Three cheers for garden cookbooks!

With spring firmly underway and greenery springing up in every direction, I'd like to say a few words in praise of one of my favorite types of cookbooks--kitchen garden books.  Unlike, say, grill books or preserving books, it's not a densely populated category--there might be one every year or two.  They're all roughly the same format:  a focus on each vegetable or fruit, followed by recipes.  Some are arranged alphabetically, some seasonally, some by plant family. 

This year there are two that I know of--practically a bonanza for cooks who garden.  The more hardcore one is Willi Galloway's Grow Cook Eat (Sasquatch Books).  It's got tips and detailed cultivation notes worthy of the aspiring market gardener, as well as solid start-up advice for novices.  But there's only one recipe for each crop; at least it's a well-chosen one in practically every case.  It's the perfect kitchen garden book if you've already got plenty of vegetable recipes and just want to immerse yourself in the growing end of things.

Just the opposite in approach is the Sunset Edible Garden Cookbook (from the editors of Sunset magazine).  It's absolutely chockful of well-constructed, reasonably new recipes.  On the other hand, there's just a skeletal page on how to grow each one, emphasizing mostly why you would grow it and how you would harvest it rather than what you need to do to make it survive in your own patch.  It's more of a cook's book, suitable for visits to your local farmer's market or CSA.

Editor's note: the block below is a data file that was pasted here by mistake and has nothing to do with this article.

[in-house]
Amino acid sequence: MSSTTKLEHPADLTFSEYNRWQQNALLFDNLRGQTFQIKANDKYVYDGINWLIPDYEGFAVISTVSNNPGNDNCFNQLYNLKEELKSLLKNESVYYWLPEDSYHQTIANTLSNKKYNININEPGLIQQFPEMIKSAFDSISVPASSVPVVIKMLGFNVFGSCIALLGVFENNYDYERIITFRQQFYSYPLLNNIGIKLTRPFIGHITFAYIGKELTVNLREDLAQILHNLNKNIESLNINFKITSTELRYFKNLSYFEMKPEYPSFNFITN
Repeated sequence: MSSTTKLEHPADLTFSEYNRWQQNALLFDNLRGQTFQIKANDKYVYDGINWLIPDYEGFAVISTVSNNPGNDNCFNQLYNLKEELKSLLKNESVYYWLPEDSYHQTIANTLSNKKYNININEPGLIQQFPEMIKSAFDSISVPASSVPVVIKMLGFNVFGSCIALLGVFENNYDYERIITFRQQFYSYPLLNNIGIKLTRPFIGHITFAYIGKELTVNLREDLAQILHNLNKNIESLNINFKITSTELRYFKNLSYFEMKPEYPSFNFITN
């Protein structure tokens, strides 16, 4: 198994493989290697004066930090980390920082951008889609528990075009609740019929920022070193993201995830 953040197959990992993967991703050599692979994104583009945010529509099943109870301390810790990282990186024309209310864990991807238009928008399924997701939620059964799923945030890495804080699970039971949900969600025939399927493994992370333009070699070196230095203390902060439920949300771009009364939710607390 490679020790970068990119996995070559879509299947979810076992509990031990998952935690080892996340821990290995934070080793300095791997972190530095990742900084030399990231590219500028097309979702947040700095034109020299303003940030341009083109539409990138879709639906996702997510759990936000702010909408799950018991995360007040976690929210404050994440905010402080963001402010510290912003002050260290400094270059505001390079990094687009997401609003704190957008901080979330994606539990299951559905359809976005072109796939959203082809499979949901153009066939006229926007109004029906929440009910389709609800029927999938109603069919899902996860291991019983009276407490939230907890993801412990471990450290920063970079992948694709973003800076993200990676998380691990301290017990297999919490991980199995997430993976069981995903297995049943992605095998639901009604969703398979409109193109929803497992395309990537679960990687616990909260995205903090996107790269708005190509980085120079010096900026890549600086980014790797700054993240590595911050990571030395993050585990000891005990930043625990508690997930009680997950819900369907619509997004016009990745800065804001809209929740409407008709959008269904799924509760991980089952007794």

Regardless of their differences, I really like all kitchen garden cookbooks.  Even though it happens every year in my own garden, I still like hearing about how the broccoli develops and how easy it is to grow radishes and how to successfully raise corn. When it comes to these stories about where our food comes from, I'm no different from my 5-year-old and her bedtime books.  I could read them over and over again.

1 Comment

  • ellabee  on  5/16/2012 at 11:06 AM

    One of the best in this category is out of print but worth pursuing: The Victory Garden Cookbook by Marion Morash, first published in the 1970s (EYB entry has no pub date for first edition).

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